III. Jewish Alexandria
Benjamin Wright: The Letter of Aristeas and the Place of the Septuagint in Alexandrian Judaism – Jan N. Bremmer: The First Pogrom? Religious Violence in Alexandria in 38 CE? – René Bloch: How Much Hebrew in Jewish Alexandria? – Justin P. Jeffcoat Schedtler: From Alexandria to Caesarea and Beyond. The Transmission of the Fragments of the Hellenistic Jewish Authors – John Granger Cook: Philo's Quaestiones in Genesin and Paul's σῶμα πνευματικόν

IV. From the New Testament to Early Christianities
Samuel Vollenweider: Apollos of Alexandria. Portrait of an Unknown – Jörg Frey: Locating New Testament Writings in Alexandria. On Method and the Aporias of Scholarship – Benjamin Schliesser: Jewish Beginnings: Earliest Christianity in Alexandria – Enno Edzard Popkes: The Interpretation of Pauline Understandings of Resurrection within »The Treatise on the Resurrection« (NHC I 4) – Wolfgang Grünstäudl: The Quest for Pantaenus Paul Collomp, Wilhelm Bousset, and Johannes Munck on an Alexandrian Enigma – Thomas J. Kraus: Alexandria, City of Knowledge: Clement on »Statues« in his Protrepticus (chapter 4) – Anna van den Kerchove: Origen and the »Heterodox.« The Prologue of the Commentary on John within the Christian Alexandrian Context – Luca Arcari: »Monotheistic« Discourses in Pseudo-Justin's De monarchia. The »Uniqueness« of God and the Alexandrian Hegemony – Tobias Nicklas: The Martyrdom of Mark in Late Antique Alexandria
Authors/Editors

Benjamin Schliesser Born 1977; studied Protestant Theology in Tübingen, Glasgow and Pasadena; 2006 PhD; 2010–16 senior assistant in Zurich; since 2016 Professor of New Testament Studies at the Institute for New Testament Studies at the University of Bern.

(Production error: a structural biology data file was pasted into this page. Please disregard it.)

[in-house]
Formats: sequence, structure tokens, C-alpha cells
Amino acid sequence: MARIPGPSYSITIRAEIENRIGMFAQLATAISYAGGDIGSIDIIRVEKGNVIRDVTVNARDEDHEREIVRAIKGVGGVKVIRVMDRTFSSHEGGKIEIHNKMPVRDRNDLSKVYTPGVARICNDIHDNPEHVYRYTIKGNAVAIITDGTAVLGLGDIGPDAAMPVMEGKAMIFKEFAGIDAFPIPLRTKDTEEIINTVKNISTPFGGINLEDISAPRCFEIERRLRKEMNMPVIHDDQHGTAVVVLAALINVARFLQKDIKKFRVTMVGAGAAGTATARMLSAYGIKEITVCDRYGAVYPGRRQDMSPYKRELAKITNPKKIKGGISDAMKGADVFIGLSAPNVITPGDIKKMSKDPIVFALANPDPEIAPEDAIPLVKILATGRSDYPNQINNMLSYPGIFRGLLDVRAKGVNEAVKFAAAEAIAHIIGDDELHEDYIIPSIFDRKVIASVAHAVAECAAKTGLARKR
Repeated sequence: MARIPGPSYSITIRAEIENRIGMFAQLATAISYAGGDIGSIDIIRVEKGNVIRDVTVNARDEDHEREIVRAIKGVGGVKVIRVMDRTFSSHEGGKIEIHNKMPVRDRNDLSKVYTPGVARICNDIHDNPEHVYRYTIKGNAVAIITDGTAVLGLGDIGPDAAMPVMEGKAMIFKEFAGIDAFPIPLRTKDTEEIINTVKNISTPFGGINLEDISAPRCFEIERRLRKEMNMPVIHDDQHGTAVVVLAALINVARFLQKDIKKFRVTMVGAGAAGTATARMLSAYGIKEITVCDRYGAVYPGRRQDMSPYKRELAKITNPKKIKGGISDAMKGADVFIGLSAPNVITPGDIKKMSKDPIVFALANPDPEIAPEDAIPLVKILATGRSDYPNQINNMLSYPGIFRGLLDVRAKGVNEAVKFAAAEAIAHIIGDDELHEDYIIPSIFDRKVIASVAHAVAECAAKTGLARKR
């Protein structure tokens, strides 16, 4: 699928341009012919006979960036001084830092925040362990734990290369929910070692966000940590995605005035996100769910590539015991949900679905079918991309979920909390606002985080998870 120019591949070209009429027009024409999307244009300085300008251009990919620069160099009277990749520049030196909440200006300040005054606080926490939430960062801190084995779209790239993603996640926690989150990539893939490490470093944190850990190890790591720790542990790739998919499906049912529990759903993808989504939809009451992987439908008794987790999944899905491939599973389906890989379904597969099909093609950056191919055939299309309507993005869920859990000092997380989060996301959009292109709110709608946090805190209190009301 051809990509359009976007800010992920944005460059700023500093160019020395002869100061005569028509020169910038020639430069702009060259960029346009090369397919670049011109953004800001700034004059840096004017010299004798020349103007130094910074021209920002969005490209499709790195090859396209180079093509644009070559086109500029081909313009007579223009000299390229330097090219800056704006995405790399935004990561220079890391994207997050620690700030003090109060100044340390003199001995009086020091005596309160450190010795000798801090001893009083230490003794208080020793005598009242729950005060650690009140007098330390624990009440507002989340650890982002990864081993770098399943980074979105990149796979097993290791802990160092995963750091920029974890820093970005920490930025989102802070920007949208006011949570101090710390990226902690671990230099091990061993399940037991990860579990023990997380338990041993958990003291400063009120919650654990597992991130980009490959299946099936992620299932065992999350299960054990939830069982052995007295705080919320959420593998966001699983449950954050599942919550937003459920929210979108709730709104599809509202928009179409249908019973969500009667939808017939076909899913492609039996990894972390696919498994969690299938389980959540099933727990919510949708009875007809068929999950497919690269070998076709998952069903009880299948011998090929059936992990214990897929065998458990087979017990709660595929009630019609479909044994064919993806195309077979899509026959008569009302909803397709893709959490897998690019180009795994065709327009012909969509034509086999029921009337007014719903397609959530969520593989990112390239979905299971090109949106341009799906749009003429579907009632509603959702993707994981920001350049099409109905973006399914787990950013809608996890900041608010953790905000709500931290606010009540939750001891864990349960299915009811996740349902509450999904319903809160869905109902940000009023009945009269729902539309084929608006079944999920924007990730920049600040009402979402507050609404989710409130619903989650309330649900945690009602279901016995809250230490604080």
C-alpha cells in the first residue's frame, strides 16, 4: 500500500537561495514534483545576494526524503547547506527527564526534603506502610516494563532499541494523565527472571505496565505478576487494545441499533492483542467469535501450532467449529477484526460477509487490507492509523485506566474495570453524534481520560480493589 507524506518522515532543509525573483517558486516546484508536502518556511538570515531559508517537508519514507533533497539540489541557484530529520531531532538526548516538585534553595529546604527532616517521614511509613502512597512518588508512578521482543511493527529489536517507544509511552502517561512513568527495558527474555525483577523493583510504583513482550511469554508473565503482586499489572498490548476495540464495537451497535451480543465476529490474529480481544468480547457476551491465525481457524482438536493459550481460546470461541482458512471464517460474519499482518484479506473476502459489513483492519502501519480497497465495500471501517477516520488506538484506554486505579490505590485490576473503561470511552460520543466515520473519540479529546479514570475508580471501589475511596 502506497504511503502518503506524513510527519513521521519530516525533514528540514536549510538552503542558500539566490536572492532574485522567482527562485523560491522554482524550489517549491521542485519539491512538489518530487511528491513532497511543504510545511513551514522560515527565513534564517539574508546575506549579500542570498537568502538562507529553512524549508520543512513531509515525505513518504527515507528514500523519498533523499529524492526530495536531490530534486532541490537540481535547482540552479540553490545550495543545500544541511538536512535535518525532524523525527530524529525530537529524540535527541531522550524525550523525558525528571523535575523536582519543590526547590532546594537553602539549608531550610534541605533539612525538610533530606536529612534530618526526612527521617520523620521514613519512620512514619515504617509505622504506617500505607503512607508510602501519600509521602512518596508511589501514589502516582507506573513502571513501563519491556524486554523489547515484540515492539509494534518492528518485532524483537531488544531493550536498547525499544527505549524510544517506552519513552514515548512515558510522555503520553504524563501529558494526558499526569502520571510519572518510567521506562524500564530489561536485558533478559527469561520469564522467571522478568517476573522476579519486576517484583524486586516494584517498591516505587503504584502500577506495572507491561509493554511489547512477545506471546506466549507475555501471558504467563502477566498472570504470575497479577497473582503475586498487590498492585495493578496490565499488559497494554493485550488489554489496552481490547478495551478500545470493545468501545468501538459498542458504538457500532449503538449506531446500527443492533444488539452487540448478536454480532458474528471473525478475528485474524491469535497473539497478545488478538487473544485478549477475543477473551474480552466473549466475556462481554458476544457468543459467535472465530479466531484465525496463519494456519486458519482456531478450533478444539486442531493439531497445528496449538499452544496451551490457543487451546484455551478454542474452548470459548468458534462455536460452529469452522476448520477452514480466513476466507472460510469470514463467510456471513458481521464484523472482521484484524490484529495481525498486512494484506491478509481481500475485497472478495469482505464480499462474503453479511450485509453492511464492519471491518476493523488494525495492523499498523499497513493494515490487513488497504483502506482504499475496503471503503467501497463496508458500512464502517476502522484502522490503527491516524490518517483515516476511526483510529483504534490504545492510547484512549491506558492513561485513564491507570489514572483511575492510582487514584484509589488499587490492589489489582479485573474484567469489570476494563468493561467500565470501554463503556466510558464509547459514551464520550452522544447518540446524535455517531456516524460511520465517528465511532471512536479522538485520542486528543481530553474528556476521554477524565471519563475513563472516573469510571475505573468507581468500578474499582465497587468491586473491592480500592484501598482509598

Jan Rüggemeier Born 1981; studied Protestant Theology in Heidelberg, Oxford and Tübingen; 2011–16 research assistant in Tübingen; 2017 PhD; since 2017 project assistant at the Institute for New Testament Studies in Bern and since 2018 senior assistant for New Testament Studies at the Theological Seminary of the University of Zurich.
https://orcid.org/0000-0003-3506-3207

Thomas J. Kraus Born 1965; studied Catholic Theology and English in Regensburg and Sheffield; 1996–99 Assistant Professor in Regensburg; since 1999 Director of Studies at a Bavarian grammar school; 2000 PhD; since 2013 Teaching Assignments and Habilitation Project in Early Christianity at the Theological Seminary of the University of Zurich; since 2014 Research Fellow at the University of the Free State, Bloemfontein, South Africa.

Jörg Frey Born 1962; studied Protestant Theology in Tübingen, Erlangen and Jerusalem; 1996 PhD; 1998 Habilitation; professorships in Jena and Munich; since 2010 Professor of New Testament Studies with focus on Ancient Judaism and Hermeneutics at the Theological Seminary of the University of Zurich; Research Associate at the University of the Free State, Bloemfontein, South Africa.

Daniel Herrmann Born 1996; studies Protestant Theology in Bern and works as a research assistant at the Institute for New Testament Studies at the University of Bern.